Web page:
Police believe alcohol played a role in the incident.  Deceased last seen alive by a witness who indicates that deceased had been consuming egg nog to excess prior to departing from a nearby residence, apparently seeking certain (unspecified) medications (a toxicology work-up has been requested).  Witness observed indicia of physical impairment, as the witness indicates that deceased was seen to “stumble” as she departed into the snow.

Deceased was discovered this morning with obvious  trauma to the head and torso.  It must be noted for continuity purposes that the crime scene was not secure, as family members appear to have attended and conducted their own investigation prior to contacting police, compromising officers’ ability to examine the scene for sleigh or animal tracks, and other items of possible evidentiary value.  Relatives of the deceased are adamant that markings on the deceased’s forehead are consistent with hoof-related injury, and further that abrasions noted on deceased’s back may be  forensically linked to CLAUS.  Crime lab has been requested to locate and dispatch a pathologist with expertise in injuries inflicted by larger mammals.

Deceased’s husband was not prepared to give a statement to police, claiming he was too distraught to do so.  Suspicions of police, however, were later aroused when the man was observed watching televised football and socializing over cards with a “cousin” named “Belle.”   Officers also observed several family members (descriptions unavailable, as all were wearing black) attempting to tamper with evidence at the home, variously and inconsistently claiming that they wished to either open the deceased woman’s gifts or return them to the point of purchase.   The scene has since been taped off and the gifts in question secured by officers for subsequent expert examination.  Ident unit dispatched to take photos of various areas of the subject residence, in particular a dining room in which officers noted a prepared goose and a pudding containing pork products.  Police specifically requested that the assigned pathologist rule out food-borne illness and/or heart disease during conduct of autopsy.   Dining room also noted to contain a table with a candle, blue and silver in colour, the shade of which is suspiciously and strikingly similar to the material used to create the deceased’s wig.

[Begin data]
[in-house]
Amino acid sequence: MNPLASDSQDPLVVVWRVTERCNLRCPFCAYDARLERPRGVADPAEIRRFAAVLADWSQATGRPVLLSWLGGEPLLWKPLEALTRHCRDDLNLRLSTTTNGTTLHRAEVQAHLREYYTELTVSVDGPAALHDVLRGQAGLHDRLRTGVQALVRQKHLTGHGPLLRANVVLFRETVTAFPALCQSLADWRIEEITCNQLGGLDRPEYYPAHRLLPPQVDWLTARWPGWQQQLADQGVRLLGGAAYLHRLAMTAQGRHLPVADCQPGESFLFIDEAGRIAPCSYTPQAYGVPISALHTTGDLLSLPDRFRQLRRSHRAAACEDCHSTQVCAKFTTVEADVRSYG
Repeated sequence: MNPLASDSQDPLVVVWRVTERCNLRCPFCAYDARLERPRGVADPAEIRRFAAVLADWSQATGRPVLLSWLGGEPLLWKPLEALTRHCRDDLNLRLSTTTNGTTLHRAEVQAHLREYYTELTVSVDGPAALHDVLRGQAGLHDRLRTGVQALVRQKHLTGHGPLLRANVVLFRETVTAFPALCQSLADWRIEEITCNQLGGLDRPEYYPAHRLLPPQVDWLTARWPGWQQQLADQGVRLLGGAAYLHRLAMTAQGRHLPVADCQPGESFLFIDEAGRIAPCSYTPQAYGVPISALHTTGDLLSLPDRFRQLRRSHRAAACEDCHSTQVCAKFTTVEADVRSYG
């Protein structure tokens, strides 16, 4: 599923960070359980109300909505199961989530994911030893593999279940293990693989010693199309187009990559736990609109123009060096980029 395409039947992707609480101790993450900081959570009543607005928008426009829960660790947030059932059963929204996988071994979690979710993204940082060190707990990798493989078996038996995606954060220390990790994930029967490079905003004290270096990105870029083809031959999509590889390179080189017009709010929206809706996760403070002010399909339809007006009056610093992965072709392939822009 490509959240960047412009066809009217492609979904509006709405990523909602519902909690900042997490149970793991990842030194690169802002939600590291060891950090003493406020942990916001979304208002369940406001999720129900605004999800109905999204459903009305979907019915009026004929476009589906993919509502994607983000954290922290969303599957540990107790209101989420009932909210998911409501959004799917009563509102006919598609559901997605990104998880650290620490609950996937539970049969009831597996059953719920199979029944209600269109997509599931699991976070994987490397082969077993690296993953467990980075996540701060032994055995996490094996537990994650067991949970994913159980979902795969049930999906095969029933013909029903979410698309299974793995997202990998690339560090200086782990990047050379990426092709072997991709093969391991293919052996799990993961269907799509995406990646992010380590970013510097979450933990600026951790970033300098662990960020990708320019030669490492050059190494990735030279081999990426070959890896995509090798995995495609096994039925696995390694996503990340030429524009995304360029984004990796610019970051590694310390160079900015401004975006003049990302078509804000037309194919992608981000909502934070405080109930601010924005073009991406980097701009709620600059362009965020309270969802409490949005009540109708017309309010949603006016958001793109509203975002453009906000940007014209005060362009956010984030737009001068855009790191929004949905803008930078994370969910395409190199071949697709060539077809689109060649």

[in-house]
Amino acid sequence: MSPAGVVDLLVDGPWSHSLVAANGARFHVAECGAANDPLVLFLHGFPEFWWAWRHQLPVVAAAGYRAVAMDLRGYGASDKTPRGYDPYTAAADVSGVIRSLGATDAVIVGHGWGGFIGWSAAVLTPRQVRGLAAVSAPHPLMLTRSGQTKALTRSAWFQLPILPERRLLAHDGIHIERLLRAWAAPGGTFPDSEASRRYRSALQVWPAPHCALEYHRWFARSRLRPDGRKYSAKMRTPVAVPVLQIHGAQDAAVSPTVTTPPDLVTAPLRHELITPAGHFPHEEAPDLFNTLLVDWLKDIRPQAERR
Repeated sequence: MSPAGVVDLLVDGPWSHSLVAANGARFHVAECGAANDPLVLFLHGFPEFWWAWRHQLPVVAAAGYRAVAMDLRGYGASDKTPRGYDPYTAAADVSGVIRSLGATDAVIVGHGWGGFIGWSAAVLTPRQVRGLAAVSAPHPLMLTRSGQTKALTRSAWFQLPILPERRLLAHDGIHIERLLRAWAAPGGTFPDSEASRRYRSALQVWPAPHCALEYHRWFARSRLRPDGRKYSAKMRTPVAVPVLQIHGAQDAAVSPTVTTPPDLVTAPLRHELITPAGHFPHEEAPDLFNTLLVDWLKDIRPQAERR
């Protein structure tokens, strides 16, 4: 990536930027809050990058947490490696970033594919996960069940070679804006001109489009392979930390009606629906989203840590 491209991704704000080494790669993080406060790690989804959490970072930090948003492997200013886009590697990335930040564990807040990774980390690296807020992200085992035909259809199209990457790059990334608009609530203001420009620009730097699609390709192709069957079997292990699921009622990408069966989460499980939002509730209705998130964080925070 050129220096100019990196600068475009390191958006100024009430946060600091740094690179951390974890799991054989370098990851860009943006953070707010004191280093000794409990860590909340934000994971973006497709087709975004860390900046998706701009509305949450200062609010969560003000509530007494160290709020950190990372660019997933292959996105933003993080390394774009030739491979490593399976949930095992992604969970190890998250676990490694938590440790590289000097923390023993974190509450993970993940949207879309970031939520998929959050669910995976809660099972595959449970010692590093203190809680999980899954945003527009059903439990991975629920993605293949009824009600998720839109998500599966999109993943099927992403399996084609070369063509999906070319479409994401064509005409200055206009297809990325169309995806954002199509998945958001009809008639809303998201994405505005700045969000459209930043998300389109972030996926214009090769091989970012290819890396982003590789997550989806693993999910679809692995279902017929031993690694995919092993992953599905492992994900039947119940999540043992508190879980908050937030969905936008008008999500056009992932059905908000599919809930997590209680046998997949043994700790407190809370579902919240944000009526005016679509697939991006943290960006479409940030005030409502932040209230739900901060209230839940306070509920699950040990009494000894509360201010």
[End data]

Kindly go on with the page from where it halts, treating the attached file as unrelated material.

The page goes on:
Police learned that at least one unknown family member was alarming nearby residents, warning them to beware of CLAUS’ reckless sleigh operation.  It may be that this individual was attempting to deflect suspicion as this individual has also reportedly been agitating against the government’s decision to issue vehicle permits to sleigh-operators and circulating rather fantastic rumours among neighbours that the killer consorts with elves.

Police re-iterated to family that CLAUS is not a suspect in this occurrence;  family continues to insist that he is responsible.

Homicide investigation ongoing.  Surveillance of deceased’s husband and his new companion recommended.

Phil Kessel: The True Story

Imagine, if you will, Brian Burke sitting at his desk in the MLSE offices today.   Any GM

Clancy is an intimidating ghost
Clancy is an intimidating ghost

of the Leafs  is no doubt a busy man, but  Burkie’s recently been a bit busier than most.  On top of the usual day to day stuff, he’s still dealing with some of the remnants left behind by the previous occupant of the office:  emptying the crayons from the top drawer in the desk, tossing out the half-finished Word Jumbles and comic books scattered throughout the office and executive bathroom, and (most labour intensive of all) scrubbing  the yellow highlighter off the computer screen.